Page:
Ordering Cards Age 5 to 11 Challenge Level: Pick any ten numbers from the bags above so that their total is Add the two numbers on the red dice and take away the number on the green. Zios and Zepts Age 7 to 11 Challenge Level: Can you order the digits from to make a number which is divisible by 3 so when the last digit is removed it becomes a 2-figure number divisible by 2, and so on? How might you show them in a picture, with things, with numbers and symbols?

Can you prove it? Tim had nine cards each with a different number from 1 to 9 on it. What could the half time scores have been in these Olympic hockey matches? To support this aim, members of the NRICH team work in a wide range of capacities, including providing professional development for teachers wishing to embed rich mathematical tasks into everyday classroom practice. Ten cards are put into five envelopes so that there are two cards in each envelope. Fitted Age 7 to 11 Challenge Level: Half Time Age 5 to 11 Challenge Level:

Try with different steps and see if you can predict what will happen. This group activity will encourage you to share calculation strategies and to think about which strategy might be the most efficient.

What is the problej ‘ribbon square’ you can make? Use the maps to work out the number of points each of their routes scores.

# Ratio and Proportion KS2 :

The tasks in this collection encourage lower primary children to conjecture and generalise. Count the Digits Age 5 to 11 Challenge Level: What numbers could be inside the envelopes?

Mystery Matrix Age 7 to 11 Challenge Level: How many different trains can you make? Can you untangle what fractional part is represented by each of the shapes? Can you order the digits from to make a number which is divisible by 3 so when the last digit is removed it becomes a 2-figure number divisible by 2, and so on?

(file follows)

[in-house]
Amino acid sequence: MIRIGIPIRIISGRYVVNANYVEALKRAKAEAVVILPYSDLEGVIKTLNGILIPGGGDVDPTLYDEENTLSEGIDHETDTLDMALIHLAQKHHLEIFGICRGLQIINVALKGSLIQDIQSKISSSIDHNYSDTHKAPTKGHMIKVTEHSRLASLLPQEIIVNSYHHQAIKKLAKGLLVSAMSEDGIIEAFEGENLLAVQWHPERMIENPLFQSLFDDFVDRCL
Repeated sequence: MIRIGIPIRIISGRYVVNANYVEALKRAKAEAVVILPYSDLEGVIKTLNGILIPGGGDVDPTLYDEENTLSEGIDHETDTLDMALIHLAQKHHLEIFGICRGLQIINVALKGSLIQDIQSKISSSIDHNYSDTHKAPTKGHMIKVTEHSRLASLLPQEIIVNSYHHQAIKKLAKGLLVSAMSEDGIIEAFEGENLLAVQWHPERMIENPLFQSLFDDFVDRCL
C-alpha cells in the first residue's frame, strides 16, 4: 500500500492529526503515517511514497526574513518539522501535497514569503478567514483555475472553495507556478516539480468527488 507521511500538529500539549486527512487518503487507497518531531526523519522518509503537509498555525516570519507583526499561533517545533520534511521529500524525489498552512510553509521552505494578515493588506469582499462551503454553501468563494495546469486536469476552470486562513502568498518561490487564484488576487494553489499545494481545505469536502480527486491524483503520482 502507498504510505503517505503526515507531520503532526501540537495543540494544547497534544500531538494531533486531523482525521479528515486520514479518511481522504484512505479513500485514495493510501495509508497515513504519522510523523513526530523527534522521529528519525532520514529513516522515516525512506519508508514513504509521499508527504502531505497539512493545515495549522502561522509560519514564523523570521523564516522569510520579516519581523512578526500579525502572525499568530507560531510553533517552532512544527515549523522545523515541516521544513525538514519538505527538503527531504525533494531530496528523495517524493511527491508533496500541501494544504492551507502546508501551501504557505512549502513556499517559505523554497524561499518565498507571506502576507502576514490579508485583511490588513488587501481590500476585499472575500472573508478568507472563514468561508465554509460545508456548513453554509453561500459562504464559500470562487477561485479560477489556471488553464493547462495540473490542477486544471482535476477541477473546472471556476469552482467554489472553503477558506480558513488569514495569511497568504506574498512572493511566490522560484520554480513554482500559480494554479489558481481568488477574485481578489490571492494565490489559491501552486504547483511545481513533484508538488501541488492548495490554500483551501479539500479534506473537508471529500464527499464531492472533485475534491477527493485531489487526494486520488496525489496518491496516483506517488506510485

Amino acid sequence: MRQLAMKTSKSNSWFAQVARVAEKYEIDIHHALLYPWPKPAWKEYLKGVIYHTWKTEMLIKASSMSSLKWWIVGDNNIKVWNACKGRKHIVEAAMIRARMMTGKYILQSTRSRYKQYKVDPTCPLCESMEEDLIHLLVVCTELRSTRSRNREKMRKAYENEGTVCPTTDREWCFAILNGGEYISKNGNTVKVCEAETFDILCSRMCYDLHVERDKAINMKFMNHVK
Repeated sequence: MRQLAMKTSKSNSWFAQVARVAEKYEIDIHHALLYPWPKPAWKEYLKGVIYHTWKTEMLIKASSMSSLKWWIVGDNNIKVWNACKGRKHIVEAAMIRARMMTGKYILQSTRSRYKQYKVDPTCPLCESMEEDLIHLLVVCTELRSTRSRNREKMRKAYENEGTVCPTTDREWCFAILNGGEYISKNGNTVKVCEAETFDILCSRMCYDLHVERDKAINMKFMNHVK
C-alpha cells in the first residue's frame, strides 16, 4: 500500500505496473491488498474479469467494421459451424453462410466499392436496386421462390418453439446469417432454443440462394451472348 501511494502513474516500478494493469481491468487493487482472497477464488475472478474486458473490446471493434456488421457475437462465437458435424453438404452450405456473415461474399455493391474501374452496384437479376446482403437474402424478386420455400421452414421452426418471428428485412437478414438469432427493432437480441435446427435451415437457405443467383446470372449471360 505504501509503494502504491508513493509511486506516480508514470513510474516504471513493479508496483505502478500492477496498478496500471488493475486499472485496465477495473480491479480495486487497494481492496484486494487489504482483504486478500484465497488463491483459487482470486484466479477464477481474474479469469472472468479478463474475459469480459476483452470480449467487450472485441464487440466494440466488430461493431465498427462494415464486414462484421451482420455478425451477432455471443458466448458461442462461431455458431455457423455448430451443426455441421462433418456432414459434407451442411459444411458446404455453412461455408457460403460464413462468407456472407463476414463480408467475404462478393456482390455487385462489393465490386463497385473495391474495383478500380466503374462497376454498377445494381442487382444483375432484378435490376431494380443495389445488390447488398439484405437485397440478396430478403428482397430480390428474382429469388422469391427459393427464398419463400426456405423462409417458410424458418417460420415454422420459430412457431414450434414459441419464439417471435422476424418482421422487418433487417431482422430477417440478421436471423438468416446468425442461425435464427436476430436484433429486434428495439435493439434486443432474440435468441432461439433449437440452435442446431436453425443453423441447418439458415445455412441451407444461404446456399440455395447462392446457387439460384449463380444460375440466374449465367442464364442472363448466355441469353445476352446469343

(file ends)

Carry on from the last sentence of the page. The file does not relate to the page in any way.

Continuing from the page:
Register for our mailing list. These rectangles have been torn. Investigate the total number of sweets received by people sitting in different positions.

This dice train has been made using specific rules. Can you find any two-digit numbers that satisfy all of these statements?

## Working Systematically at KS2

Can you fill in this table square? This big box multiplies anything that goes inside it by the same number. Can you put the numbers 1 to 8 into the circles so that the four calculations are correct?

To support this aim, members of the NRICH team work in a wide range of capacities, including providing professional development for teachers wishing to embed rich mathematical tasks into everyday classroom practice.

# Working Systematically at KS2 :

There is a clock-face where the numbers have become all mixed up. In the second article, Jennie offers you practical ways to investigate aspects of your classroom culture and in the third article, she suggests three ways in which we can support children in becoming competent problem solvers. Place four pebbles on the sand in the form of a square. Can you work out the table and the shift each time?

Tea Cups Age 7 to 14 Challenge Level: They are each holding k2 card with a number on it. Dice in a Corner Age 7 to 11 Challenge Level: This multiplication uses each of the digits 0 – 9 once and once only.

Trebling Age 7 to 11 Challenge Level: Put operations signs between the numbers 3 4 5 6 to make the highest possible number and lowest possible number. What could Problfm have paid for the balloon? This problem challenges you to create shapes with different areas and perimeters. Subtraction Surprise Age 7 to 14 Challenge Level: Are these statements always true, sometimes true or never true?

Multiplication Squares Age 7 to 11 Challenge Level: Ten cards are put into five envelopes so that there are two cards in each envelope.

One quarter of these coins are heads but when I turn over two coins, one third are heads.